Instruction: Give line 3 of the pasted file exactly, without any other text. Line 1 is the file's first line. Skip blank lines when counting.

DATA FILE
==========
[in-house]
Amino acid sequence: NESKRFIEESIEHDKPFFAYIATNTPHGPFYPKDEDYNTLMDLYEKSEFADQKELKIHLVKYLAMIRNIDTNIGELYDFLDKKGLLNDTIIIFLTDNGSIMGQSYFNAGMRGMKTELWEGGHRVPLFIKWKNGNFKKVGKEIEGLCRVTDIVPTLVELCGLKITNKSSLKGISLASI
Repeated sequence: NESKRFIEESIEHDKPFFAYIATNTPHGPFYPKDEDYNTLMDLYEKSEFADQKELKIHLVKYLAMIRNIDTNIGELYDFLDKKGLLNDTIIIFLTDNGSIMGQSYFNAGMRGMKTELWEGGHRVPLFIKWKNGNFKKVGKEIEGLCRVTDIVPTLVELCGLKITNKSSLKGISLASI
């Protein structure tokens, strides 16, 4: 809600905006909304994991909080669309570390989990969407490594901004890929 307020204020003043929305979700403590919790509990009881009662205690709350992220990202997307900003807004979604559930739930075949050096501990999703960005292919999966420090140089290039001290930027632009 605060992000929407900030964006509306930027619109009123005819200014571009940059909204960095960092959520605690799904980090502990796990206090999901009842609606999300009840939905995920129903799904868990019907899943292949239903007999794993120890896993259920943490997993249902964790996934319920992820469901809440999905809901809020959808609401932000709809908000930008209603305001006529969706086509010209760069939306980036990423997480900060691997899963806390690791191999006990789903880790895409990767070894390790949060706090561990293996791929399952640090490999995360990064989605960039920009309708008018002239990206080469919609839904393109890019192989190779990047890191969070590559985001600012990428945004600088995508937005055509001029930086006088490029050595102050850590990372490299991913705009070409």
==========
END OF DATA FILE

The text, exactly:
Repeated sequence: NESKRFIEESIEHDKPFFAYIATNTPHGPFYPKDEDYNTLMDLYEKSEFADQKELKIHLVKYLAMIRNIDTNIGELYDFLDKKGLLNDTIIIFLTDNGSIMGQSYFNAGMRGMKTELWEGGHRVPLFIKWKNGNFKKVGKEIEGLCRVTDIVPTLVELCGLKITNKSSLKGISLASI